Photo: NYU Stern
CNBC anchor Maria Bartiromo delivered the commencement address at NYU Stern last week, and she told graduates about the time in 1993 when Lou Dobbs said she was making the biggest mistake of her career by leaving CNN.She also told them about how business news was a nascent industry when she started working, and what it was like to be the first person to report live from the NYSE.
She says to work hard, and the money and power will come, if you want it. But there are no shortcuts.
Here’s the full speech:
Congratulations to the Class of 2012. I am honored to be back at NYU for this memorable day and week—yesterday at graduation at Yankee Stadium and today with all of you now. I think I know how you are feeling—excited, accomplished, relieved, but also sentimental and a bit emotional. I know because just about 25 years ago, I finished my undergraduate work at NYU and graduated in Washington Square Park. I was so proud and happy that day but also anxious about what would be next.
NYU helped form my career. I studied economics because I did well in it and journalism because I loved it. Before I graduated I got an internship for credit at CNN and that turned into a full time job after graduation for me. I remember I worked as an intern for no money the whole summer after the internship ended and finally was offered a job as a production assistant in business news in 1989. It was there that I learned firsthand how to cover a live news event in real time. It was 1990 and CNN was making history covering the first Gulf War literally as it was happening. War reporter Bernard Shaw reported from under the bed while bombs were going off in Baghdad. The markets were moving, oil prices were trading wildly, and I found myself in the middle of this history making moment at CNN Business News. This training would help me later cover the global markets that move wildly in real time.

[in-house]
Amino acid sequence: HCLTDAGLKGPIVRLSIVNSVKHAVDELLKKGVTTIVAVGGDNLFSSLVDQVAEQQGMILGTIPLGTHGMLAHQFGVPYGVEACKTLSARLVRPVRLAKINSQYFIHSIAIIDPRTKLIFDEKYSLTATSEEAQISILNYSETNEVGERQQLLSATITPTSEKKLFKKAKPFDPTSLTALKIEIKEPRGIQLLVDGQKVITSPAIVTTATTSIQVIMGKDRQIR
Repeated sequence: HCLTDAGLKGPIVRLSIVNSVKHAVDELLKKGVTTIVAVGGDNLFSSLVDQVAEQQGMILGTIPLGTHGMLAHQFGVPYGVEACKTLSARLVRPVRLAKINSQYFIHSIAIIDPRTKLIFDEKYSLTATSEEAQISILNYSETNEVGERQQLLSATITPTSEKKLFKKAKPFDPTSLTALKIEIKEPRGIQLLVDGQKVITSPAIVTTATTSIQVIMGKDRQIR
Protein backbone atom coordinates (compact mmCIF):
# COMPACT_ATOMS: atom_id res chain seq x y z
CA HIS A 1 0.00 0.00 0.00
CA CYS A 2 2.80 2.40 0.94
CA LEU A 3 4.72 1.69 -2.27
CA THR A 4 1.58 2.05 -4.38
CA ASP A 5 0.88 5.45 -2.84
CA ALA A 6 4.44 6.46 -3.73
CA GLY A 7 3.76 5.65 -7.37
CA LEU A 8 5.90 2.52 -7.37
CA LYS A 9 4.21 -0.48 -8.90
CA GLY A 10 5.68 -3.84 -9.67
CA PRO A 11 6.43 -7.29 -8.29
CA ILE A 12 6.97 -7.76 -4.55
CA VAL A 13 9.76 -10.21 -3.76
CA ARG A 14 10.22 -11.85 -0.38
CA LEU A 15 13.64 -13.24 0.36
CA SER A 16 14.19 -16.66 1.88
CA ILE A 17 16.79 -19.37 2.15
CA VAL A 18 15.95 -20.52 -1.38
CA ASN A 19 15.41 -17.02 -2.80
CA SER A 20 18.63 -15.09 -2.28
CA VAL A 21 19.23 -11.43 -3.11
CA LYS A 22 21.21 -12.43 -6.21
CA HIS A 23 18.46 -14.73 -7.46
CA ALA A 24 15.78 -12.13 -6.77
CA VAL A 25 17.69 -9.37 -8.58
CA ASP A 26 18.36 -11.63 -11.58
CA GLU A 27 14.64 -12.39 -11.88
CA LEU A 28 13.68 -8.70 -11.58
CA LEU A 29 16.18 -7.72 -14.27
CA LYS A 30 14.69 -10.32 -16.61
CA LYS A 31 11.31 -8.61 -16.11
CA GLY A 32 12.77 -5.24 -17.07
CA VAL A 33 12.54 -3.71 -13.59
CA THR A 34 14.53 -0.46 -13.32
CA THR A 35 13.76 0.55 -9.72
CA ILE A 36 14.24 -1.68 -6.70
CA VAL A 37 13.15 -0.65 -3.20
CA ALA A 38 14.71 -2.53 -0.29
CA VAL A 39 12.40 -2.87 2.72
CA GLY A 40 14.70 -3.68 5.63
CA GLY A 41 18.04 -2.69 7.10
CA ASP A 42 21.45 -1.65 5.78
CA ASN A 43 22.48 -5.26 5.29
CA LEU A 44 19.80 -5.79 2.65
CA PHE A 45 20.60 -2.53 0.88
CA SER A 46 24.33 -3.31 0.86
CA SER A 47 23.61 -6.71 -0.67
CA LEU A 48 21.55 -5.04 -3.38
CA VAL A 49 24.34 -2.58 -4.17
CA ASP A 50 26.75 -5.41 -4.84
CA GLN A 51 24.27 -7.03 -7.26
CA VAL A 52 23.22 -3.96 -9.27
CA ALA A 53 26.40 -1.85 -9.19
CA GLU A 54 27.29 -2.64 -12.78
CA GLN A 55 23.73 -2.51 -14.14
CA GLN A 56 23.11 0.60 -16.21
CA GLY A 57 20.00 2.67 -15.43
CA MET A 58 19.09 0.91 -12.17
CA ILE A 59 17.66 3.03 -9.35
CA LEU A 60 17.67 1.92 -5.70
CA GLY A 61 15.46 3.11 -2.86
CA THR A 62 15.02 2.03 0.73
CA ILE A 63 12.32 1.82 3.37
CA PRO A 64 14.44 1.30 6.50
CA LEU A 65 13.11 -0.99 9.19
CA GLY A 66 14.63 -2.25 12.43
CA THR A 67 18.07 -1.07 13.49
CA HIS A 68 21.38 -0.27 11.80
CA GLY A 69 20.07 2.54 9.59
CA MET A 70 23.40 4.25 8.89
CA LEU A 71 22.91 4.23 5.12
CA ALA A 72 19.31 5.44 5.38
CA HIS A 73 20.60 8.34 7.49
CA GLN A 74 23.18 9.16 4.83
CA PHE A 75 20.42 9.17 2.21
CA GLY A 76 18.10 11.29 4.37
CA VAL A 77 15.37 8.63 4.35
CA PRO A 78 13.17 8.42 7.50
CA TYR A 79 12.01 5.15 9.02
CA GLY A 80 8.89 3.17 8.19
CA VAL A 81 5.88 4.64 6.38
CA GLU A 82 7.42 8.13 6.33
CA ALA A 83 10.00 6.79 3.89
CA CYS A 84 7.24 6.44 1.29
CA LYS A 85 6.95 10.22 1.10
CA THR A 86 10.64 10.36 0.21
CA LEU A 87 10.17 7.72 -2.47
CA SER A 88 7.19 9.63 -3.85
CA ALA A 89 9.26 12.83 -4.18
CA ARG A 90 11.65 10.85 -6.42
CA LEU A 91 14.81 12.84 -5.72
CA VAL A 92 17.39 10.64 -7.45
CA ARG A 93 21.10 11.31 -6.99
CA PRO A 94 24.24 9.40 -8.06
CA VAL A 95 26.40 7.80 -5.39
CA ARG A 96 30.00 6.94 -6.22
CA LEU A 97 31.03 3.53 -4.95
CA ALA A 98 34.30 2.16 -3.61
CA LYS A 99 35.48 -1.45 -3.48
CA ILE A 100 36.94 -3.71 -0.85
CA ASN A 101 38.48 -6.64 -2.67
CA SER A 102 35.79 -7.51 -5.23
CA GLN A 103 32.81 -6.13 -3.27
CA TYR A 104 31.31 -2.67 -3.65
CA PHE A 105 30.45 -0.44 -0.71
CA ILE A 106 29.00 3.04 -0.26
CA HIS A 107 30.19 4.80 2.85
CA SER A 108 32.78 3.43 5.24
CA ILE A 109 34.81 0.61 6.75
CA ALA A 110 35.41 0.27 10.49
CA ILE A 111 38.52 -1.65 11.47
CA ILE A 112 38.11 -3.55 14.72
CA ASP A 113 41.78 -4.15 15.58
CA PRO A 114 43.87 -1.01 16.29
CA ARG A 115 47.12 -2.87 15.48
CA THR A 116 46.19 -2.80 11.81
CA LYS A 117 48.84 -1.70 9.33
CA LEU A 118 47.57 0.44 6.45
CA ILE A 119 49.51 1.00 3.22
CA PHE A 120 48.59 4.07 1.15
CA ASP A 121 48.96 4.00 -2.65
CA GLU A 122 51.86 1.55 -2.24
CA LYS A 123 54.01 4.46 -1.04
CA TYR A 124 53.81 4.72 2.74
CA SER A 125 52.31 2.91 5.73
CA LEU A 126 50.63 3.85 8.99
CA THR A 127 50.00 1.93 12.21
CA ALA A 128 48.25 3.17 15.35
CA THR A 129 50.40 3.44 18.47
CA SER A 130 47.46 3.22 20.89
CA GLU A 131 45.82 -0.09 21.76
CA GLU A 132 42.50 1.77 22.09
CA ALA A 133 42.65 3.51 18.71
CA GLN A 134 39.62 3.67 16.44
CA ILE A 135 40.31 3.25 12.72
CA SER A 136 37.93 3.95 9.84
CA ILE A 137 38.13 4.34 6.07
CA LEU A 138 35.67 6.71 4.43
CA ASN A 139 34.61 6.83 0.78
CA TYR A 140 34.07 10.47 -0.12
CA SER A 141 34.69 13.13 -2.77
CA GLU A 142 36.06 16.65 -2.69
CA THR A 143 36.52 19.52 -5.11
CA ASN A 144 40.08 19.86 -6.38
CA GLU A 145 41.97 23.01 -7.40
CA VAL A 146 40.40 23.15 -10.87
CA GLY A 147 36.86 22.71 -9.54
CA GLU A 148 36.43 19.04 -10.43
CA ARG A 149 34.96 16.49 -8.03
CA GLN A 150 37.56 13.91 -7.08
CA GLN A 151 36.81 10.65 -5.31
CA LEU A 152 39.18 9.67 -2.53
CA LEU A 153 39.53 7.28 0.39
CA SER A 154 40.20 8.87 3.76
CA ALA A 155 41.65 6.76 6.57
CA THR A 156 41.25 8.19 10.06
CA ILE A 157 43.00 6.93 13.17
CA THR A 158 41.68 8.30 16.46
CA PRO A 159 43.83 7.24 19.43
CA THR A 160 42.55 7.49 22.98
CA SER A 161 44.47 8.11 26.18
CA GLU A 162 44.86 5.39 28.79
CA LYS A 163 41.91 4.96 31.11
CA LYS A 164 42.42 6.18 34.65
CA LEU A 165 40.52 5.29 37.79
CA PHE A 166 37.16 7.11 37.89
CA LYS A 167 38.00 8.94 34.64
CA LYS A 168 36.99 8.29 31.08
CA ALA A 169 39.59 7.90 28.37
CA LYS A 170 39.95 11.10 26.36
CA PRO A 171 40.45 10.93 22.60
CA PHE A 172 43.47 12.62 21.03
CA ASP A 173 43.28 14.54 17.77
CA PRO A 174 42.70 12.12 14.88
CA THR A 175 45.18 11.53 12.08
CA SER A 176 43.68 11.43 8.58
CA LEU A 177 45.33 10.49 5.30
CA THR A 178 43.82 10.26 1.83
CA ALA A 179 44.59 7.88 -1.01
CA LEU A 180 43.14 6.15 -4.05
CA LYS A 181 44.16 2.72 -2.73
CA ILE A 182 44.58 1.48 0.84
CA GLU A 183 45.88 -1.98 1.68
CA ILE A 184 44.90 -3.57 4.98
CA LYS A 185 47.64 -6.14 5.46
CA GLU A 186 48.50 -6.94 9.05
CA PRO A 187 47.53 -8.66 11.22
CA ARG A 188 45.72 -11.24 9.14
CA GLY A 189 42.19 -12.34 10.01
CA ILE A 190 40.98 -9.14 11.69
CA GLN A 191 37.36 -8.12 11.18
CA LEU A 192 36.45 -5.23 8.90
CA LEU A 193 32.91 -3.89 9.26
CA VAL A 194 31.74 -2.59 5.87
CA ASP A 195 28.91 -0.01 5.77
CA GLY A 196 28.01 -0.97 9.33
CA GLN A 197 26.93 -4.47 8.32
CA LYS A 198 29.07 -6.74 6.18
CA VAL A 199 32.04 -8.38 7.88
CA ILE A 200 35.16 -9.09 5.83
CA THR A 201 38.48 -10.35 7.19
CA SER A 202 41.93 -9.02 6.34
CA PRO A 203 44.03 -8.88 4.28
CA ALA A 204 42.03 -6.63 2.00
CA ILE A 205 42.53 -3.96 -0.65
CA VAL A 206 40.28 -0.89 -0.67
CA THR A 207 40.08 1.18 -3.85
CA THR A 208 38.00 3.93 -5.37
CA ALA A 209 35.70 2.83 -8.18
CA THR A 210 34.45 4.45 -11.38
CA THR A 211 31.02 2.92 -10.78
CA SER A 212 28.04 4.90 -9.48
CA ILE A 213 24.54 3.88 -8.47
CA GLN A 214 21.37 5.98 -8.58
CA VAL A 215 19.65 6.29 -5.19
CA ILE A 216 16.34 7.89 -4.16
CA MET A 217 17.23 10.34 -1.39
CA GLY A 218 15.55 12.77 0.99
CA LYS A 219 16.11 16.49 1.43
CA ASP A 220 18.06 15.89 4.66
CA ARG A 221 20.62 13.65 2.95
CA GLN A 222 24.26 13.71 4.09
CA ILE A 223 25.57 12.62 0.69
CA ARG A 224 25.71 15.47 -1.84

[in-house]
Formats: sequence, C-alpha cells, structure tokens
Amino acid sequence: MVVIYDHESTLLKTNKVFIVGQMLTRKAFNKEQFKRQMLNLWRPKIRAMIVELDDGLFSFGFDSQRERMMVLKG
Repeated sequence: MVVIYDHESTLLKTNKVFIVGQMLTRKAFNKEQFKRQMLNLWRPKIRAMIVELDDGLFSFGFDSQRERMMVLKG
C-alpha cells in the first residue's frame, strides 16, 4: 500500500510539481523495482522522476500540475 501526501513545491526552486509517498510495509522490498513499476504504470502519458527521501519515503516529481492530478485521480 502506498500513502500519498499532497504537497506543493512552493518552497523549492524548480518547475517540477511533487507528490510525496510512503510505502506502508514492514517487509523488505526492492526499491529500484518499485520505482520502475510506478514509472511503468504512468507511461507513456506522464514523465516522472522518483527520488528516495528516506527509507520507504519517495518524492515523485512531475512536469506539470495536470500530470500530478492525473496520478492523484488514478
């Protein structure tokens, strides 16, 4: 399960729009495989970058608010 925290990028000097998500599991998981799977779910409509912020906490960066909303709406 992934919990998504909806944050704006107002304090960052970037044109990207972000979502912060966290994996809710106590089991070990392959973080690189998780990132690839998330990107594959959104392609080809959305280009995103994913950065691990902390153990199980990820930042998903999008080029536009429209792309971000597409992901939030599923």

I worked hard at CNN. I knew that hard work is one of the secrets to succeeding because there are no short cuts. And I rose through the ranks as writer, producer, and assignment editor. Then five years later, my boss wanted to restructure the assignment desk and promote me to a desk job. I knew in my heart what I was good at and what I loved: being in the field, being in the middle of the action and not at a desk. So, I reluctantly took the promotion but knew I had to leave CNN … that I had hit a ceiling. I put a tape together and sent it to CNBC.
CNBC hired me as an on air reporter in 1993. Now I would not only write and produce my reports, but would present them as well. So, I set up a meeting with my boss Lou Dobbs to tell him I was leaving, and he said to me, “Maria, you are making the biggest mistake of your career.” I understood what he was saying. To him, CNN was the best place for me. But I had to follow my heart, and I had to have the courage to leave and know that if it didn’t work out, I would brush off my shoes and try again. Courage is critical.
I had been at CNBC one year when I became the first person to report live from the floor of the NYSE. It was hard back then because there was a debate: should the media be allowed there? A woman and a reporter, no less, bring cameras down to the floor? In such a boys’ club? I persevered because I believed in what we were doing. 100 million Americans were investing in the stock market. They had a right to know how things worked. Today I feel proud to be with CNBC; now almost 20 years, having had a front row seat to some of the biggest events in business: the individual investor explosion, globalization, the Internet age, a boom and bust in technology and banking; a boom and bust in housing, and a sovereign debt crisis in Europe.